W Miller, E W Myers
Sequence comparison with concave weighting functions.
Bull Math Biol, 50(2) 97-120 (1988)

Webb Miller, Eugene Myers
A Simple Row-replacement Method
Softw Pract Exp, 18(7) 597-611 (1988)
Updating a video screen involves row replacement, i.e. the task of updating an existing screen row to produce the desired row. In many environments, screen operations require transmitting characters to the terminal by a process that is painfully slow compared to computing speeds. Thus, it is worth while to compute a minimal set of row updating commands, as long as the time to do so does not outweigh the savings in character transmission time. This paper presents a simple and practical algorithm for optimal row replacement and describes experience with its use in a screen editor.

Christopher W. Fraser, Eugene W Myers
An Editor for Revision Control
ACM Trans Prog Lang and Systems, 9(2) 277-295 (1987)

Eugene W Myers
An O(ND) Difference Algorithm and Its Variations
Algorithmica, 1(1) 251-266 (1986)

Webb Miller, Eugene W Myers
Side-effects in Automatic File Updating
Softw Pract Exp, 16(9) 809-820 (1986)

E W Myers, D W Mount
Computer program for the IBM personal computer which searches for approximate matches to short oligonucleotide sequences in long target DNA sequences.
Nucleic Acids Res, 14(1) 501-508 (1986)
Open Access PDF
We describe a program which may be used to find approximate matches to a short predefined DNA sequence in a larger target DNA sequence. The program predicts the usefulness of specific DNA probes and sequencing primers and finds nearly identical sequences that might represent the same regulatory signal. The program is written in the C programming language and will run on virtually any computer system with a C compiler, such as the IBM/PC and other computers running under the MS/DOS and UNIX operating systems. The program has been integrated into an existing software package for the IBM personal computer (see article by Mount and Conrad, this volume). Some examples of its use are given.

Eugene Myers
SIAM J Sci Comput, 14(3) 625-637 (1985)
ItisanopenquestionincomputationalgeometryastowhetherthereexistsanO(ElogE+I) algorithm to determine the I intersections of a collection of E line segments in the plane. An approach utilizing a work list bubble sort and a distribution-based search is presented. The resulting algorithm has O(E log E + I) expected time complexity. In the worst case the algorithm has the same complexity as the algorithm of Bentley and Ottmann [IEEE Trans. Comput., 28 (1979), pp. 643-647]: O(E log E + I log E). The algorithm requires only O(E) space and in contrast to prior work, no restrictions are placed upon the nature of the intersections.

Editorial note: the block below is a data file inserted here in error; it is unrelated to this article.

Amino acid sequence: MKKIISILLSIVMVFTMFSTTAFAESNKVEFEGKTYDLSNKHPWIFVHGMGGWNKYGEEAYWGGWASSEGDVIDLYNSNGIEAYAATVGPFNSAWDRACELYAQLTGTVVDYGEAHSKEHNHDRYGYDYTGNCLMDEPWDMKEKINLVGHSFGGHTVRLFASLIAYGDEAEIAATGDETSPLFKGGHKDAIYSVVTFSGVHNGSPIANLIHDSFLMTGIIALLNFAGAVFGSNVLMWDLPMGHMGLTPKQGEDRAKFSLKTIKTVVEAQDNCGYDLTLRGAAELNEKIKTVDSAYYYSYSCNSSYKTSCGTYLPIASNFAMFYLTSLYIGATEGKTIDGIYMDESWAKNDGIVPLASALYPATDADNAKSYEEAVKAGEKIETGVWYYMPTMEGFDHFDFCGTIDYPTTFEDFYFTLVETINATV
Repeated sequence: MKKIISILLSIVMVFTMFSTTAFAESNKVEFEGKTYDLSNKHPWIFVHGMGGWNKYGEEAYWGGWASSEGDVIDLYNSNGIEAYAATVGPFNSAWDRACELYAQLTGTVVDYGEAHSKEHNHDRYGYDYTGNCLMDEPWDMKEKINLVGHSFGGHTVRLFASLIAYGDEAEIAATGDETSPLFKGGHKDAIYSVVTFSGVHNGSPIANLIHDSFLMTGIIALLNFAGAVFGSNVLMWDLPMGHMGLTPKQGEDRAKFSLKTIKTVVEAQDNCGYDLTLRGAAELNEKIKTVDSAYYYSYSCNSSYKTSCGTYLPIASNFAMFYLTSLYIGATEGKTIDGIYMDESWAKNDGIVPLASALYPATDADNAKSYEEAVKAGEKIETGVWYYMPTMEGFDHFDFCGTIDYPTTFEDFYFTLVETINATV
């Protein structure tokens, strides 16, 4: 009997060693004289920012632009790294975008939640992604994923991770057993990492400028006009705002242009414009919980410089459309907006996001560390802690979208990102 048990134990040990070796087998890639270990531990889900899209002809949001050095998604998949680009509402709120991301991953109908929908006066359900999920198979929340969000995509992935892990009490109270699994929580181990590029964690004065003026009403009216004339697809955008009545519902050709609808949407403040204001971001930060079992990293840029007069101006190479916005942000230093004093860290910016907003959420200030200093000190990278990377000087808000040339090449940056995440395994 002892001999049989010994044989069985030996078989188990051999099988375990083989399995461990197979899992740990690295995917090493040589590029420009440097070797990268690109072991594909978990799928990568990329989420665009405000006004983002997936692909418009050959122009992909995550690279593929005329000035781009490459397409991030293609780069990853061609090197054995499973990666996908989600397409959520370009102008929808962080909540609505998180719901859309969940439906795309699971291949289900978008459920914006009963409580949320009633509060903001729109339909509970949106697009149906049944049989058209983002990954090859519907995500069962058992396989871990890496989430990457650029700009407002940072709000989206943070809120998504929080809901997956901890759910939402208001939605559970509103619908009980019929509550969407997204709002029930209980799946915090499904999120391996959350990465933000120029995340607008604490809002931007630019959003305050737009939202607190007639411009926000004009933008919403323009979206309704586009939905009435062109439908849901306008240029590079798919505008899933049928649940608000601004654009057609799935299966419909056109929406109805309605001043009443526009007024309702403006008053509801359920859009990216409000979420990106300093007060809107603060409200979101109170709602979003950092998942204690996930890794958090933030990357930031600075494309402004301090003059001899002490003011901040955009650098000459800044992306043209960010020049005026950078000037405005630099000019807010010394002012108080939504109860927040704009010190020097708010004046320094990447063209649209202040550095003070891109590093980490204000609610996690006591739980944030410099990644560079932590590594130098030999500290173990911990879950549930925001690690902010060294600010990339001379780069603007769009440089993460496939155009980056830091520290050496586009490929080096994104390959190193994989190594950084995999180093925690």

Webb Miller, Eugene Myers
A File Comparison Program
Softw Pract Exp, 15(11) 1026-1040 (1985)
This paper presents a simple method for computing a shortest sequence of insertion and deletion commands that converts one given file to another. The method is particularly efficient when the difference between the two files is small compared to the files' lengths. In experiments performed on typical files, the program often ran four times faster than the UNIX diff command.

Christopher W. Fraser, Eugene W Myers, Alan L. Wendt
Analyzing and Compressing Assembly Code
In: Proceedings of the SIGPLAN symposium on Compiler construction (1984) ACM SIGPLAN Notices, New York, ACM (1984), 117-121

Eugene W Myers
Efficient applicative data types
In: Proceedings of the 11th ACM SIGACT-SIGPLAN symposium on Principles of programming languages (1984), New York, ACM (1984), 66-75

Eugene W Myers
An applicative random-access stack
Inf Process Lett, 17(5) 241-248 (1983)

Leon J. Osterweil, Eugene W Myers
BIGMAC II: A FORTRAN language augmentation tool
In: Proceedings of the 5th international conference on Software engineering (1981), Piscataway, N.J., IEEE (1981), 410-421

Eugene W Myers
A precise inter-procedural data flow algorithm
In: Proceedings of the 8th ACM SIGPLAN-SIGACT symposium on Principles of programming languages (1981), New York, ACM (1981), 219-230

Harold N Gabow, Eugene W Myers
SIAM J Sci Comput, 7(3) 280-287 (1978)
An algorithm for finding all spanning trees (arborescences) of a directed graph is presented. It uses backtracking and a method for detecting bridges based on depth-first search. The time required is O( V + E + EN) and the space is O( V + E), where V, E, and N represent the number of vertices, edges, and spanning trees, respectively. If the graph is undirected, the time decreases to O(V+E+VN), which is optimal to within a constant factor. The previously best-known algorithm for undirected graphs requires timeO(V+E+EN).